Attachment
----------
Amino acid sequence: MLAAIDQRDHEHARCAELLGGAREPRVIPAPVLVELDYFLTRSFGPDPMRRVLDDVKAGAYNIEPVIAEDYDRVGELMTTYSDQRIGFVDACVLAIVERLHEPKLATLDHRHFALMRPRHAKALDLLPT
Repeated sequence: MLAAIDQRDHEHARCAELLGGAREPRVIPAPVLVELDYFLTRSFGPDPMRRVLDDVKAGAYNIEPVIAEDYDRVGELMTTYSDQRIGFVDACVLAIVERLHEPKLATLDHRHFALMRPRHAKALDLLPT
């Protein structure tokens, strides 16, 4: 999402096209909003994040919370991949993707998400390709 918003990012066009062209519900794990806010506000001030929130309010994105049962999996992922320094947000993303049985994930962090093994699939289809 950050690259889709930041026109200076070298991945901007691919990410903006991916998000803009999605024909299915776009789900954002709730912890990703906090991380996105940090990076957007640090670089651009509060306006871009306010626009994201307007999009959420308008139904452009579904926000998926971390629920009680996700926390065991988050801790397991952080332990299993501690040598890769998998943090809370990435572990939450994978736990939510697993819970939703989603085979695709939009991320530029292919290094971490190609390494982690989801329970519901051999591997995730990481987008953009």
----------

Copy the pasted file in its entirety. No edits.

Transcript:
Amino acid sequence: MLAAIDQRDHEHARCAELLGGAREPRVIPAPVLVELDYFLTRSFGPDPMRRVLDDVKAGAYNIEPVIAEDYDRVGELMTTYSDQRIGFVDACVLAIVERLHEPKLATLDHRHFALMRPRHAKALDLLPT
Repeated sequence: MLAAIDQRDHEHARCAELLGGAREPRVIPAPVLVELDYFLTRSFGPDPMRRVLDDVKAGAYNIEPVIAEDYDRVGELMTTYSDQRIGFVDACVLAIVERLHEPKLATLDHRHFALMRPRHAKALDLLPT
């Protein structure tokens, strides 16, 4: 999402096209909003994040919370991949993707998400390709 918003990012066009062209519900794990806010506000001030929130309010994105049962999996992922320094947000993303049985994930962090093994699939289809 950050690259889709930041026109200076070298991945901007691919990410903006991916998000803009999605024909299915776009789900954002709730912890990703906090991380996105940090990076957007640090670089651009509060306006871009306010626009994201307007999009959420308008139904452009579904926000998926971390629920009680996700926390065991988050801790397991952080332990299993501690040598890769998998943090809370990435572990939450994978736990939510697993819970939703989603085979695709939009991320530029292919290094971490190609390494982690989801329970519901051999591997995730990481987008953009």